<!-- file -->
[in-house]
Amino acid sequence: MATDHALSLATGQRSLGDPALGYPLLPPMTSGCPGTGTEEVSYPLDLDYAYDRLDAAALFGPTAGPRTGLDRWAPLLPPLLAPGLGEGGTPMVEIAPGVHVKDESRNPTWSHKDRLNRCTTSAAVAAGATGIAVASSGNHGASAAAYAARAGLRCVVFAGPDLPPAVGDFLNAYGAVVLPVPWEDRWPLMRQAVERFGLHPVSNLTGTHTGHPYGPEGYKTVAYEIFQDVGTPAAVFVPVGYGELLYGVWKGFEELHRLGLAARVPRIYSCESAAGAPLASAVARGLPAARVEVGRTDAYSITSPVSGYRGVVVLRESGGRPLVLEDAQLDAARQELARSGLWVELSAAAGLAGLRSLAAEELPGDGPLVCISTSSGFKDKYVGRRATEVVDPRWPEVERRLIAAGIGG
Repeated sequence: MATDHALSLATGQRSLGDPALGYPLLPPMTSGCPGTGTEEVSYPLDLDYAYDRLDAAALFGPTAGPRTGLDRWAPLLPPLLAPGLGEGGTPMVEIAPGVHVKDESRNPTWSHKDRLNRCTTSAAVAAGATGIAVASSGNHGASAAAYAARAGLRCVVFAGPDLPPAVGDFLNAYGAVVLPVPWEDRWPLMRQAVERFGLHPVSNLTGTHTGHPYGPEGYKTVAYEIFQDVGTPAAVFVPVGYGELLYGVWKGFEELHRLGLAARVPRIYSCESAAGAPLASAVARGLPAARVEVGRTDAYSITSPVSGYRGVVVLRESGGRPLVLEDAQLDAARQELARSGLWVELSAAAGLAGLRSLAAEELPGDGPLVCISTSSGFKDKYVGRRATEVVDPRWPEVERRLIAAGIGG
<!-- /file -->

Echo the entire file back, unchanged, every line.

[in-house]
Amino acid sequence: MATDHALSLATGQRSLGDPALGYPLLPPMTSGCPGTGTEEVSYPLDLDYAYDRLDAAALFGPTAGPRTGLDRWAPLLPPLLAPGLGEGGTPMVEIAPGVHVKDESRNPTWSHKDRLNRCTTSAAVAAGATGIAVASSGNHGASAAAYAARAGLRCVVFAGPDLPPAVGDFLNAYGAVVLPVPWEDRWPLMRQAVERFGLHPVSNLTGTHTGHPYGPEGYKTVAYEIFQDVGTPAAVFVPVGYGELLYGVWKGFEELHRLGLAARVPRIYSCESAAGAPLASAVARGLPAARVEVGRTDAYSITSPVSGYRGVVVLRESGGRPLVLEDAQLDAARQELARSGLWVELSAAAGLAGLRSLAAEELPGDGPLVCISTSSGFKDKYVGRRATEVVDPRWPEVERRLIAAGIGG
Repeated sequence: MATDHALSLATGQRSLGDPALGYPLLPPMTSGCPGTGTEEVSYPLDLDYAYDRLDAAALFGPTAGPRTGLDRWAPLLPPLLAPGLGEGGTPMVEIAPGVHVKDESRNPTWSHKDRLNRCTTSAAVAAGATGIAVASSGNHGASAAAYAARAGLRCVVFAGPDLPPAVGDFLNAYGAVVLPVPWEDRWPLMRQAVERFGLHPVSNLTGTHTGHPYGPEGYKTVAYEIFQDVGTPAAVFVPVGYGELLYGVWKGFEELHRLGLAARVPRIYSCESAAGAPLASAVARGLPAARVEVGRTDAYSITSPVSGYRGVVVLRESGGRPLVLEDAQLDAARQELARSGLWVELSAAAGLAGLRSLAAEELPGDGPLVCISTSSGFKDKYVGRRATEVVDPRWPEVERRLIAAGIGG